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Month: March 2017

Voice Directed Applications

Voice Directed Applications

I haven’t posted in a while, and my new project isn’t in the sweet-spot of the blog’s focus, but I wanted to put some information up about developing for the Google Home, Echo, and text-based chatbots. These kinds of devices are certainly contributing to the massive growth of data that businesses have to work with, and the foundations of these devices (natural language processing, intents, and contexts) are leaning on machine learning to improve and expand their capabilities.

When the Google Home went on sale on Black Friday last November, I had to get one. Then shortly after that, over beers with a good friend who also has a Google Home, we made a list of ideas for apps to develop for the Google Home. The one that floated to the top was a “Choose Your Own Adventure” (CYOA) style app that would allow children (and potentially adults) to listen to a story and direct the choices by voice. This idea had a nice combination of simplicity, fun, and potential appeal.

Google opened up an API via their acquisition, api.ai, to developers in December and I started work in January. Api.ai has a great set of learning tools, documentation, and turnkey integrations. Luckily, I have a neighbor who is a children’s writer and he was really excited about participating in our little experiment. He started writing a custom story in the style of a CYOA, while I completed the code to deliver the story via the Google Home device, and a tool to import the stories from a Google Sheet into a NoSql database (RavenDB which is written in C# and made to work with .net applications).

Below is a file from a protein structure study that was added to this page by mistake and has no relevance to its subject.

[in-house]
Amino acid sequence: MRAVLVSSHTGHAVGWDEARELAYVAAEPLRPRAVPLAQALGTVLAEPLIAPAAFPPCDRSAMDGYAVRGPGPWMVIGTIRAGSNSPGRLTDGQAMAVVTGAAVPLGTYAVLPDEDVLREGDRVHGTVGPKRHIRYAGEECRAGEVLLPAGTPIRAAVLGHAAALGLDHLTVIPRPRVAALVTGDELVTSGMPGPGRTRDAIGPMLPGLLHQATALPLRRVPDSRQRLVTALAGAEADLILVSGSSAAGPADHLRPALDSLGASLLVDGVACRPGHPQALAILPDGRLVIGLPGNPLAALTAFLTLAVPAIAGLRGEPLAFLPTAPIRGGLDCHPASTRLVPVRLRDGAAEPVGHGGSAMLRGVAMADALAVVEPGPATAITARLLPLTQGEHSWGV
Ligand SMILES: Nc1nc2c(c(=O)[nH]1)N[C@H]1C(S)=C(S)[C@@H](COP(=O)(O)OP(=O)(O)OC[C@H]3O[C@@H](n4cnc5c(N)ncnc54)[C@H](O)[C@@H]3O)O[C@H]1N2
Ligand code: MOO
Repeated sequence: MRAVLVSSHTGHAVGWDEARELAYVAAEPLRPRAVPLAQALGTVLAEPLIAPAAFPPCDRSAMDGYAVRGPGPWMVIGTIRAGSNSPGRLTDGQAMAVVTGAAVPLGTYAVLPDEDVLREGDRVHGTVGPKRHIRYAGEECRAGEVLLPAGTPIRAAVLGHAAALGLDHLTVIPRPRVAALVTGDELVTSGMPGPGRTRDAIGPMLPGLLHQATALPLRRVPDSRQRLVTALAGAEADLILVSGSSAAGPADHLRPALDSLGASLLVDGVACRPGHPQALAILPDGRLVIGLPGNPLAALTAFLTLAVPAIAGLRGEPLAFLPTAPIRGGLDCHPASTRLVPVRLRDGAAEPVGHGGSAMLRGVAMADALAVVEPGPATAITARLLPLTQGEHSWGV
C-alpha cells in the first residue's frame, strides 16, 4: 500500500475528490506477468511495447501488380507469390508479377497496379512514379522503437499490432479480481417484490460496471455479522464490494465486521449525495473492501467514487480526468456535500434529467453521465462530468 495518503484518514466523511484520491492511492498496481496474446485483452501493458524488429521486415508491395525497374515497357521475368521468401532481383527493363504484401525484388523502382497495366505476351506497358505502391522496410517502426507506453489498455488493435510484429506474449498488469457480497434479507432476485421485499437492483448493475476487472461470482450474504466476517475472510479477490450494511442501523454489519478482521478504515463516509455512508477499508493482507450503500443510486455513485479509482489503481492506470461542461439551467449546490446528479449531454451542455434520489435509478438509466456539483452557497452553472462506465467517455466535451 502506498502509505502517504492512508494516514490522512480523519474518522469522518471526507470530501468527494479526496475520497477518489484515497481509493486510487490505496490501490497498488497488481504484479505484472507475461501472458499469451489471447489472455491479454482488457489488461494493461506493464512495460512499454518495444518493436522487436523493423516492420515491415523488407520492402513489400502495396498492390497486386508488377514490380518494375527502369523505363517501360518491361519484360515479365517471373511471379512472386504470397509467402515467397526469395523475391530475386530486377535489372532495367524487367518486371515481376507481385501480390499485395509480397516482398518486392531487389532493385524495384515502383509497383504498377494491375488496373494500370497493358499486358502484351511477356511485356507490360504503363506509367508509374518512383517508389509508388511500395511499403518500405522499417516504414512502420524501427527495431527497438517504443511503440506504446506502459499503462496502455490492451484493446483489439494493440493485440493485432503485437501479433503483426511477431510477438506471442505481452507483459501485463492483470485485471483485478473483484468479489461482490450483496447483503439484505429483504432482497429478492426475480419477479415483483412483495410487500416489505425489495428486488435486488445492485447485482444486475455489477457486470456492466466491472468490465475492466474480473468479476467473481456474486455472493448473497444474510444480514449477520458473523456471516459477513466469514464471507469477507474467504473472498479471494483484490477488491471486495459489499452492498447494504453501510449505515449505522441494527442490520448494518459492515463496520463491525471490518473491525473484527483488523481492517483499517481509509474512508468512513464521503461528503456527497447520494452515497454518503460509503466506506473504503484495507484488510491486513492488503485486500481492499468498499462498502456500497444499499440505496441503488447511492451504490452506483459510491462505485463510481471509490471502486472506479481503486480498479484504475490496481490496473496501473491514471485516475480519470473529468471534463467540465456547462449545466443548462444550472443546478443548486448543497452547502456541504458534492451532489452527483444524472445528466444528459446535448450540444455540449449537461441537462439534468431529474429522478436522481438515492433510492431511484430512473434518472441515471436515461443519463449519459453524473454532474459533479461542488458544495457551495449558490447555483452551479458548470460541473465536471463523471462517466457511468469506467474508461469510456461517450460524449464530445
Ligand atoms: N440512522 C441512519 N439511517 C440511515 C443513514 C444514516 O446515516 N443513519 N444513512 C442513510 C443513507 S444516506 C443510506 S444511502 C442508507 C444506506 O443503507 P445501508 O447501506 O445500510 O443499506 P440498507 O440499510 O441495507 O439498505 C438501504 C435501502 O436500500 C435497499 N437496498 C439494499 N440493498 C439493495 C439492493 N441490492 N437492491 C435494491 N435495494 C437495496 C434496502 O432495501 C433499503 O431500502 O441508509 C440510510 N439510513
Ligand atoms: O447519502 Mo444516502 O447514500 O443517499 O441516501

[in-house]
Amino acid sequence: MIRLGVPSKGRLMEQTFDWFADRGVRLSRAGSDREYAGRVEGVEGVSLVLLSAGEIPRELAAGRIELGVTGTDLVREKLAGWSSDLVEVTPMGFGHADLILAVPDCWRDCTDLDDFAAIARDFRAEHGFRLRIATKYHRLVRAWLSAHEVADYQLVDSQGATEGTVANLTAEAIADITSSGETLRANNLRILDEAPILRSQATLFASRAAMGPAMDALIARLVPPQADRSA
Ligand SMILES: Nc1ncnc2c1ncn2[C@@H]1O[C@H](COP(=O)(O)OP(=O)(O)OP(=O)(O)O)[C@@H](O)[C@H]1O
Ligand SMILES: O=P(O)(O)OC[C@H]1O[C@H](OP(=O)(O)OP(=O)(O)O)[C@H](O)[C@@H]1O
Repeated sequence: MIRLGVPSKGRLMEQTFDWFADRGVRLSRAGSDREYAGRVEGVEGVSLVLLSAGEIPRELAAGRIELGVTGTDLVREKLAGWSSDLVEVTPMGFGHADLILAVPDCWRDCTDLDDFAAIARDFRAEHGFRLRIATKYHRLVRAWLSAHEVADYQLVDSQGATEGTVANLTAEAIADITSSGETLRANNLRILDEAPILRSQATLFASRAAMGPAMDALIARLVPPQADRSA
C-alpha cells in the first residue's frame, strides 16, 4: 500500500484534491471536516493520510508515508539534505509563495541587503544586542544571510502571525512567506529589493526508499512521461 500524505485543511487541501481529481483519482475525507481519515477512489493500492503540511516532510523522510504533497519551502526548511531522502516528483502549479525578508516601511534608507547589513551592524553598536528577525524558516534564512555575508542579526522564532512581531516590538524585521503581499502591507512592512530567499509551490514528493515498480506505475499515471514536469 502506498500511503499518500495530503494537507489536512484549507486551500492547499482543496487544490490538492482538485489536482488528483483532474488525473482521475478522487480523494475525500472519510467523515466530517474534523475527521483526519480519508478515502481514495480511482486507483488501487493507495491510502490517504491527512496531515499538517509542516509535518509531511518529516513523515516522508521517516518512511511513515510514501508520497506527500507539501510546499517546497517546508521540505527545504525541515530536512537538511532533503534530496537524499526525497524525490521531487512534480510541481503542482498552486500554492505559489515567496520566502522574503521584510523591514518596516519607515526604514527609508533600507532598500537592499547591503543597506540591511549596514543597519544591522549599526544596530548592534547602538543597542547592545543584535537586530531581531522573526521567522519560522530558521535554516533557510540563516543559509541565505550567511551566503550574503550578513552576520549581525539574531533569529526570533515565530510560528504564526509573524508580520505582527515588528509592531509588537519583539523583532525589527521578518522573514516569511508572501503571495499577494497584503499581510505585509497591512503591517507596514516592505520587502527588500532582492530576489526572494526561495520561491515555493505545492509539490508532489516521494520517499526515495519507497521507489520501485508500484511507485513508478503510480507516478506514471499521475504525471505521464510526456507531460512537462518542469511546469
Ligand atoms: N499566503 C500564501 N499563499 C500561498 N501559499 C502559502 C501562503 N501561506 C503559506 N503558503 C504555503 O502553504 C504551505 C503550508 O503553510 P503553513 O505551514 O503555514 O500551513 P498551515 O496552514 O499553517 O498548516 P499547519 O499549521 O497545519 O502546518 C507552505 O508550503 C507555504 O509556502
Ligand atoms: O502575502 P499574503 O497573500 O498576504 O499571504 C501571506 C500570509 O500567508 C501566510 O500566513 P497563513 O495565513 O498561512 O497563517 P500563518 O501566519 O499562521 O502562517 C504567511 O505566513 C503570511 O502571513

Once the basic application was set up in api.ai, turning on and configuring the app for Facebook Messenger (not voice-directed, but similar text-based chatbot interface) was a pretty straightforward process and only took the better part of a day. The next steps will include adapting the application to work with Amazon’s Echo device which will dramatically expand the potential audience for StoryTree.

I may put more details on how the app was put together and what future developments take place in another blog post, but if you have any questions feel free to ask.  Mark.

CSV File of Census Tract Shapefile Data for Entire US

CSV File of Census Tract Shapefile Data for Entire US

I’ve seen this request a few times, and saw it again today. The Tableau web data connector I created for census tract shapefiles requires the user to pull the data state by state. How can someone get all states at once?

I looked at adding this through the normal interface, and I’m sure that would still be ideal, but I think the easiest route (for me) is to just export the entire dataset to one file that you can download and import into your Tableau workbook. That’s what I did.

If you want to down the entire US dataset in CSV (about 72MB), use the link below:

http://bigbytes.mobyus.com/tableau/census_tract_shapefiles_all.csv

I hope this helps some of you. Cheers! – Mark